As tropes go, the “vastly talented psychedelic/folk guitarist making fantastic records” is enjoying one hell of a heady showing these days. With the exception of an inevitably threatened, enraged Pete Seeger (or maybe a confused ca. 1985 Del Fuegos), it’s really to everyone’s benefit that the United Guild of Folk Music Standards and Practices doesn’t seem too vigilant about enforcing any boundaries on its genre. This has always allowed for some truly exceptional mutations and explorations into more psychedelic, avant garde, and/or pop terrain. NYC guitar virtuoso Steve Gunn is one such heathen voyager. On Time Off, he has assembled what is either a fine album, or a very solid homemade time machine. I honestly cannot tell whether this record is something that was just recorded recently or if it’s a newly unearthed lowered-fidelity private-press basement-folk gem by some beardy dudes from the Santa Rosa area in June of 1973. Either way, it’s great. (Spoiler alert: it’s the former — and, as it turns out, way more affordable than if it were the latter).
The overall sound of Gunn’s sixth (or perhaps tenth) album is dusty and warm and vibrant. Its six songs are based around Gunn’s singing and gorgeous (mostly-) acoustic guitar playing, supported unwaveringly by Justin Tripp (bass) and John Truscinski (drums). Together they play as though they are of one mind, maintaining a thoughtful, almost Happy End-like rhythm section. The album’s not a shredder’s showcase by any means; it’s the sound and feel of a very good band playing together. Nor is it a songwriterly, dear-diary, story-song, murder-ballad lyric bonanza, either. The songs — five with singing, and one droning, dizzying instrumental co-starring the fearless cello tone of Helena Espvall — are luminous, blooming, meditative chants; they have simple, sweetly-mumbled vocal melodies with a low word count. The whole production is just beautiful, without being the slightest bit precious.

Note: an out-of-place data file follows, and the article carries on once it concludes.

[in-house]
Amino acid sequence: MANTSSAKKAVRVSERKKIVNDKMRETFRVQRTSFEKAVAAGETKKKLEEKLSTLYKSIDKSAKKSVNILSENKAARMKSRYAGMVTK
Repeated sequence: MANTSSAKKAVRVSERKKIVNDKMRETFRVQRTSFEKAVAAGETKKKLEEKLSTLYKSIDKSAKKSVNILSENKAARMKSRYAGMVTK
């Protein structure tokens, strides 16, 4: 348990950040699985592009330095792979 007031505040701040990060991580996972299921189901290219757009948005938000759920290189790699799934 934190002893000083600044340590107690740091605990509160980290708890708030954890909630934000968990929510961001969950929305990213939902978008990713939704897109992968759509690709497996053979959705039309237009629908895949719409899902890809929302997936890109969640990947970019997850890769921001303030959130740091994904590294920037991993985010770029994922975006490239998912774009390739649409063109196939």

Gunn’s playing has a humble, searching, spiritual quality, calling over time through repetition. He’s a confident, insightful, and incredibly subtle player. His technique is strong and he’s able to incorporate it into his songwriting so naturally — the way the guitar sets up the mood of the entire album on the opening track “Water Wheel” is phenomenal. His soloing is understated and mesmerizing; absorb it as it climbs gradually and naturally out of the center of a song, just like it does on “Old Strange.” In every second of this record, particularly during the soloing, you can feel the group listening to each other and moving together. There’s also some terrific, sympathetic electric guitar playing; check the band achieving invisible liftoff during the break on the capsule-sized ballroom jam “New Decline.”
If you are a fan of folk music, Happy End’s Kazemachi Roman, Jerry Garcia’s Garcia, Sun City Girls’Torch of the Mystics or other records where people play guitars, guitars, or songs and music in general, or if you hate folk music, then that’s great. I can’t really think of anybody who wouldn’t be pretty into this excellent record.